KOTA KINABALU: The State Government will maximise the use of technology and innovation to improve productivity, competitiveness and development of the palm oil sector.
Chief Minister Datuk Seri Panglima Haji Hajiji Haji Noor said growing progress in the palm oil sector and improvement of infrastructures as well as government incentives provided excellent business opportunities for industry players to venture into the downstream sector.
Sabah has nine palm oil refineries with a processing capacity of 7.48 million tonnes per year while two biodiesel factories are operating to produce 300,000 tonnes of biofuel per year, he said.
Speaking at the Sabah Transfer of Technology (TOT) Exhibition and Seminar at Sabah International Convention Centre (SICC) here today, Hajiji said the State Government has developed two strategic locations namely the Lahad Datu and Sandakan Palm Oil Industrial Cluster (POIC).
The POIC was set up as an integrated hub providing investment opportunities in the downstream sector and port to support the export and import activities of palm oil.
Construction of the Pan Borneo Highway connecting Sabah, Sarawak, Brunei and Kalimantan, Indonesia would also help enhance connectivity and transportation efficiency including for oil palm products, he said, adding that the Indonesian capital’s move to Eastern Kalimantan would create economic spillovers to Sabah.
For this reason, he said the State Government allocated RM65.97 million to the Industrial Development Ministry including the Department of Industrial Development and Research to empower the state’s industrial sector development.
During the 12th Malaysian Plan (12MP), a total of RM116.67 million was approved for the Industrial Development Ministry to cater to the development needs in the Kota Kinabalu Industrial Park, Lahad Datu POIC and the Sipitang Oil & Gas Industrial Park (SOGIP).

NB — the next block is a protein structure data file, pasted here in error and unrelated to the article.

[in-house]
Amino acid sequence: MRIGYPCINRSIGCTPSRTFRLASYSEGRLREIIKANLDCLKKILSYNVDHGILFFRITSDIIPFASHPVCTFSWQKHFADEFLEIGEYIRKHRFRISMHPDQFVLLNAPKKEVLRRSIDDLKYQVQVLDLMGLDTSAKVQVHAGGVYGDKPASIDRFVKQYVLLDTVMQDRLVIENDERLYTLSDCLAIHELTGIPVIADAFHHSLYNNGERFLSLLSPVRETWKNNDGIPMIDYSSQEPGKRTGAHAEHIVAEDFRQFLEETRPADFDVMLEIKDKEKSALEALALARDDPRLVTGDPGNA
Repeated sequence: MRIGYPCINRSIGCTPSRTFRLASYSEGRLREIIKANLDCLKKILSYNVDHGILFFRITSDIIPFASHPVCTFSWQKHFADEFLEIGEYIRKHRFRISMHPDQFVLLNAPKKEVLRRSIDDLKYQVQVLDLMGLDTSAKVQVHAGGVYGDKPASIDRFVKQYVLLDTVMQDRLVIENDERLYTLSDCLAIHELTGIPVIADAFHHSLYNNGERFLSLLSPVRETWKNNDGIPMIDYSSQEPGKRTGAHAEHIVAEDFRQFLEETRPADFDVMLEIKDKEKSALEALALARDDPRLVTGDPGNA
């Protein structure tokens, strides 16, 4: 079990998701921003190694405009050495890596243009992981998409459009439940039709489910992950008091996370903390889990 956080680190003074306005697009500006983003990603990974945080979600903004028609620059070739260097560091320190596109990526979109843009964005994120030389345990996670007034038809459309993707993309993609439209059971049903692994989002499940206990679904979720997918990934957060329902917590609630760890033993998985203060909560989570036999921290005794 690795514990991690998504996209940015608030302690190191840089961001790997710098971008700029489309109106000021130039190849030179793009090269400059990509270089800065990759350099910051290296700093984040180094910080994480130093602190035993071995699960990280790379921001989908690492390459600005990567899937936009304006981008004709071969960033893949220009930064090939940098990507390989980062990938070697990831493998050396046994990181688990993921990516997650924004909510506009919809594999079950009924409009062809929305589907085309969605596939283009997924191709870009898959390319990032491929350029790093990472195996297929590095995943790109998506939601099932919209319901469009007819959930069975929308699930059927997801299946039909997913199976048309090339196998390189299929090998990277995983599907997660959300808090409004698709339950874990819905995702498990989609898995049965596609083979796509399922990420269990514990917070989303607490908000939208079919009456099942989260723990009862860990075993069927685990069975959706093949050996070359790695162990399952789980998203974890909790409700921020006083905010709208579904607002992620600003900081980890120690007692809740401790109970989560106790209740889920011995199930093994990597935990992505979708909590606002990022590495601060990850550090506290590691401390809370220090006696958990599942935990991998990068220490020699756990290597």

The Chief Minister noted that the collaboration between the Ministry with the Malaysia Palm Oil Board (MPOB) in organising the TOT Sabah 2022 provided room for entrepreneurs and investors to venture into commercialisation in the palm oil downstream sector.
The technology offered by MPOB ranges from food product formulation to oleochemical and biomass products as well as green energy produced by refineries.
“I am confident that the involvement of local companies in the technology commercialisation of the palm oil industry will generate revenue and contribute to the development of the entire industry,” he said.
Hajiji pointed out that the development of an oleochemical factory has huge potential as far as the downstream sector development is concerned since there is none in existence in Sabah and Sarawak.
Apart from virtually not having any competitors in Sabah, investors in the oleochemical sector could also be rest assured of a consistent supply of raw material in the form of palm oil, which is more environmental-friendly and at competitive cost compared to other raw materials, especially petrochemical.
He was also heartened to note two Sabah-based companies have partnered with MPOB to produce value-added oil palm-based products.
The joint venture between MPOB and Sabah Softwoods Hybrid Fertiliser Sdn Bhd had resulted in the production of GanoEF bio fertiliser to control Ganoderma disease in oil palm.
The other was the joint venture between MPOB and the Sabah Sustainable Oil Palm Planters Cooperative Consortium to commercialise the technology of oil palm-based cleaning products, the first in Sabah.
“It opens up opportunity in the development of oleochemical through the production of basic elements for cleaning and personal care products as well as industrial for the local and export markets,” he said.
Hajiji said the State Government’s door is always open to domestic and foreign investors, as well as those interested in building a win-win partnership between the public and private sectors, particularly in the commercialisation of oil palm-related technology.